Coronavirus looms over positive economic outlook

By Andrew Kenney

Coronavirus looms over positive economic outlook

The global rise of the COVID-19 coronavirus threatened to undermine the growing economic confidence of U.S. finance leaders, who were otherwise feeling more optimistic in the first seven weeks of 2020 than in late 2019, according to the latest Business and Industry Economic Outlook Survey, released Thursday by the AICPA.

“I’m only growing more concerned about it at this point,” said Laura Terry, CPA, the CFO of the Thomas Jefferson Foundation.

News that the virus was spreading internationally had lowered Terry’s personal outlook over just a few days. She described herself as “mildly optimistic” in an interview on Feb. 24.

In all, 61% of the survey respondents were optimistic or very optimistic about the U.S. economy. That was an 11-point improvement compared with the previous quarter, but most survey responses were submitted before the virus gained momentum beyond China’s borders.

“We’re having visitors. They’re happy. It’s usually a very pleasant experience for many folks,” said Terry, whose employer manages Monticello, the mountaintop home and plantation of Thomas Jefferson — the third U.S. president — outside Charlottesville, Va.

“Longer term, of course, if we’re to experience what they’re seeing in China and most recently Italy, and communities are shut down — that could affect us very much.”

In the survey, which closed on Feb. 26, 42% of earlier respondents predicted they would not need to adjust their business forecasts as a result of the virus. But just 25% of those responding the last two days of the month felt the same way. A higher percentage of those responding late either were adjusting forecasts downward or were keeping an eye on how the virus might affect them.

Tony Claas, CPA, the CFO of Olympus Group, said on Feb. 18 that his Milwaukee-based manufacturing company was running into supply chain disruptions from the outbreak.

“Now we’re hearing forecasted delays (for fabrics),” he said. “Globally, there is some effect, but it affects a fairly small part of the business.”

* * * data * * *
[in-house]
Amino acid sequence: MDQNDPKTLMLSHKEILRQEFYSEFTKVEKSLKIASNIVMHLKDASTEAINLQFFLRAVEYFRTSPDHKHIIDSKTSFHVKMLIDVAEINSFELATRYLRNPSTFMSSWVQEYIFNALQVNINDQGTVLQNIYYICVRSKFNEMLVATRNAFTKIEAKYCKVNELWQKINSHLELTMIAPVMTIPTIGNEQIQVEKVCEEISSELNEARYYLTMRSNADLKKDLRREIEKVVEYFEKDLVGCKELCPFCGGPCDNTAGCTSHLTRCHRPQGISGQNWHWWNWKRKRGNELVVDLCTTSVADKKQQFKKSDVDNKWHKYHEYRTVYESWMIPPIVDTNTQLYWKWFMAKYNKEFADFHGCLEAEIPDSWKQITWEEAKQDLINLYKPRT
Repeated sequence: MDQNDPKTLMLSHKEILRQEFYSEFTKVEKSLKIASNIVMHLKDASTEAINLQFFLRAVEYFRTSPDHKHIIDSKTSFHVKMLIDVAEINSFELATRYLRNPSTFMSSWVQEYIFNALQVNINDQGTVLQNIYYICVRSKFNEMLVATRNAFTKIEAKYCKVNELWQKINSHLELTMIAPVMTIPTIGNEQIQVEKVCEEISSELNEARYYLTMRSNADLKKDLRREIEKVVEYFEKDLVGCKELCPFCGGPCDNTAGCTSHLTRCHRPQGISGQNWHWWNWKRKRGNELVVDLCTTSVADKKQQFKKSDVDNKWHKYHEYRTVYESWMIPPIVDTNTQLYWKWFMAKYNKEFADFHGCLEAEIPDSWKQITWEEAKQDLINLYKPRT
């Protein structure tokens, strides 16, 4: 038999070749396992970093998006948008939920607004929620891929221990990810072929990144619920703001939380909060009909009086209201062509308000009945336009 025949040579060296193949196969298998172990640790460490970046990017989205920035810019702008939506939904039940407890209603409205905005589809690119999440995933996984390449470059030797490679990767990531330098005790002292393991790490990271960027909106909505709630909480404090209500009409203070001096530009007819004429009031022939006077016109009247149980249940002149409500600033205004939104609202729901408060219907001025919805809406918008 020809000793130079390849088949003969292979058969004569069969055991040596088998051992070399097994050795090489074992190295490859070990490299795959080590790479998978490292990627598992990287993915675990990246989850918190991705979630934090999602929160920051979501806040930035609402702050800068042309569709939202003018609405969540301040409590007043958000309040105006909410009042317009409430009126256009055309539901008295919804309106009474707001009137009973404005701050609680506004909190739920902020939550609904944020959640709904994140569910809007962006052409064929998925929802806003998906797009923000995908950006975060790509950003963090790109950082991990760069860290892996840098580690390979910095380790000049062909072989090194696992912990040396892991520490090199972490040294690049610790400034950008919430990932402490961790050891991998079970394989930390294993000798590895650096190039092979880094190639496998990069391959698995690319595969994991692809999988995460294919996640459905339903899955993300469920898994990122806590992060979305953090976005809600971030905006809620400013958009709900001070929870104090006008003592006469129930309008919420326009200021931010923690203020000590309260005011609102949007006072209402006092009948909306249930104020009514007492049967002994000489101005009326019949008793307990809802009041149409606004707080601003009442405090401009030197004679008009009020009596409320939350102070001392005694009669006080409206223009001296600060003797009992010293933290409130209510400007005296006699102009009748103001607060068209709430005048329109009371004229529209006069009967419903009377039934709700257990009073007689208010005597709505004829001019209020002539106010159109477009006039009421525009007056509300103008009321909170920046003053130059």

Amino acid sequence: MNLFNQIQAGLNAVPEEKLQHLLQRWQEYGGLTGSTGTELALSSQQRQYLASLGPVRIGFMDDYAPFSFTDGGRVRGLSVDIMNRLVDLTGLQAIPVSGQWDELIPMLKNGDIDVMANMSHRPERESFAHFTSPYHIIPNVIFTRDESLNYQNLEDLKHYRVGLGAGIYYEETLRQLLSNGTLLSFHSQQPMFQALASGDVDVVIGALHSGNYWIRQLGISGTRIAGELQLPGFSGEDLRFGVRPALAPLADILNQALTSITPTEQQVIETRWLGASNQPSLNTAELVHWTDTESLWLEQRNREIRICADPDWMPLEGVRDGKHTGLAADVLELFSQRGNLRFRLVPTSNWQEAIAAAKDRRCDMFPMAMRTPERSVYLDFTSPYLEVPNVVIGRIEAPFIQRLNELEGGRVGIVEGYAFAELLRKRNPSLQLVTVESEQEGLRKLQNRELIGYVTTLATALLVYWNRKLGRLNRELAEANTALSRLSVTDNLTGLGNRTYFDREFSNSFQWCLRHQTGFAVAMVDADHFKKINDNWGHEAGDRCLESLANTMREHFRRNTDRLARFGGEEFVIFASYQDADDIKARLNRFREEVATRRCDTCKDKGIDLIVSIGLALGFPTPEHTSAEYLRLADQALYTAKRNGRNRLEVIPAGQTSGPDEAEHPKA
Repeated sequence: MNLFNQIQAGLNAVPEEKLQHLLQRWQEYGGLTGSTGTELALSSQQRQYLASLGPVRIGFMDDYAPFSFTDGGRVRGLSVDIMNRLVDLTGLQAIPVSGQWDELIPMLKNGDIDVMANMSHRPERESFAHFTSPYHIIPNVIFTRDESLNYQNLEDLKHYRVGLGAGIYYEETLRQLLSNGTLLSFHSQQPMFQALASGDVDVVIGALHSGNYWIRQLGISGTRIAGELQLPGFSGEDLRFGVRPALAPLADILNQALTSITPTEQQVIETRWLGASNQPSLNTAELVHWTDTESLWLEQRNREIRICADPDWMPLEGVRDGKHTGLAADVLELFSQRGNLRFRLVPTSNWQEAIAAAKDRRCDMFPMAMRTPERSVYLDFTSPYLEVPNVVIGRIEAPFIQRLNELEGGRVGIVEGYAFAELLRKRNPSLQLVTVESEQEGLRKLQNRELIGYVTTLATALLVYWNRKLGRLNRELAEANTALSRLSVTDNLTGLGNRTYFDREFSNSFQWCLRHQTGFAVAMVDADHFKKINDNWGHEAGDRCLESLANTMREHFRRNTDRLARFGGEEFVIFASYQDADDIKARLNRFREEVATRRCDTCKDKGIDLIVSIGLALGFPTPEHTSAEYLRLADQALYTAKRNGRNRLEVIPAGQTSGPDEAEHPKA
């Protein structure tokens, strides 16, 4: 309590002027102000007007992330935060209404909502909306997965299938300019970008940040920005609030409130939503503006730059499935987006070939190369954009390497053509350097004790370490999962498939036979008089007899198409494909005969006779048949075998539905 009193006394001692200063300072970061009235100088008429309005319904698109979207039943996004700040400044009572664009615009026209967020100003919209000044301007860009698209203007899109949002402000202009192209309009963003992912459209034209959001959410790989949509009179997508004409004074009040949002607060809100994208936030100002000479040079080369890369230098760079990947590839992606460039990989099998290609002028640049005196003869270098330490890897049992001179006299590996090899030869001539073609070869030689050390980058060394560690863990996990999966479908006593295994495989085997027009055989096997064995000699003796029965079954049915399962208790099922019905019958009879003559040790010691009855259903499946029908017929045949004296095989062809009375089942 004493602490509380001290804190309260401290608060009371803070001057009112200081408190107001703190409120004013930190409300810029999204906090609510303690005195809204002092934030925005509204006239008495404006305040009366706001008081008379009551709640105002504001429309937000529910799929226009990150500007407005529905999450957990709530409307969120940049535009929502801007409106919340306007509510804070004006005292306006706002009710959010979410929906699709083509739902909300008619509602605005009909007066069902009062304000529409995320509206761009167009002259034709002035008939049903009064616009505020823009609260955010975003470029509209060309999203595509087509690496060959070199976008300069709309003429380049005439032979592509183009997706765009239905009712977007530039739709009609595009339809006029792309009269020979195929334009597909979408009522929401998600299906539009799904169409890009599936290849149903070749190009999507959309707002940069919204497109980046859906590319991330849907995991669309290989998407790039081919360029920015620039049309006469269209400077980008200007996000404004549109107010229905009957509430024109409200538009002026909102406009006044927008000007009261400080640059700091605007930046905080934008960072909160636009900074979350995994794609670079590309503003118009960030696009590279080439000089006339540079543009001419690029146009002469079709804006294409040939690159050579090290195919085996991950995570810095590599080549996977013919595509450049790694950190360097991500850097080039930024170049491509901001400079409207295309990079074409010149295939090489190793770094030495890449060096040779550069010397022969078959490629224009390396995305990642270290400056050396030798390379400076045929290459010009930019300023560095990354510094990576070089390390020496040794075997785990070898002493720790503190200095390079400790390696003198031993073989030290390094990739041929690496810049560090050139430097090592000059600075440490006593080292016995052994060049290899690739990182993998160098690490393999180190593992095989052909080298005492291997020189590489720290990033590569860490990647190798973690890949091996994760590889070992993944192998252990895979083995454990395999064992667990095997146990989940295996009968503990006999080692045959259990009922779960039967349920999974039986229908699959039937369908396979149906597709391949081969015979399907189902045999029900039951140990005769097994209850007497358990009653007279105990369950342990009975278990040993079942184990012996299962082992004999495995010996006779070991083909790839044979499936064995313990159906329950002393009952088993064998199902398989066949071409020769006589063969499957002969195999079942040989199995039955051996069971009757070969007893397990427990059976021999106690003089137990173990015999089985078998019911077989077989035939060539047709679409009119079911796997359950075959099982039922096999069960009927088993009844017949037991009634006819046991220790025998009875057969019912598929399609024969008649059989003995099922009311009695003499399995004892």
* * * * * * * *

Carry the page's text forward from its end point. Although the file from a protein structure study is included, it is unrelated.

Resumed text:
About 33% of respondents were optimistic about the global economy, a slight improvement from the previous quarter — but one that could disappear amid news of shuttered schools in Japan and other spreading effects. Sentiment again was split based on when responses were submitted. The late responders — those who entered survey answers after a Feb. 25 email reminder — were twice as likely to express pessimism about the global economy.

Overall, Claas was “mildly optimistic”, he said on Feb. 18. His company is a small conglomerate that makes mascot costumes and US flags. It also is a marketing agency, but the core of its business is custom printing.

“You’ve got to put your bets in certain businesses,” Claas explained. “Some will fall back, some you put your effort into.”

Claas also had his eyes on interest rates. If rates increase, “you’ll see a lot of businesses start to contract, start to spend less”, which could be especially impactful for a company that relies on discretionary spending. But those higher rates haven’t materialized yet.

In fact, on Tuesday, the Federal Reserve announced that it would lower the federal funds rate by half a percentage point in response to “risks to economic activity” posed by the coronavirus.

Labor costs remained businesses’ top expected inflationary risk factor. Olympus is responding by cross-training employees — for example, seamstresses might switch from digital print projects to sewing custom mascot costumes, he said. The company also has moved to a captive health insurance plan for its 170 full-time-equivalent employees in order to control its costs.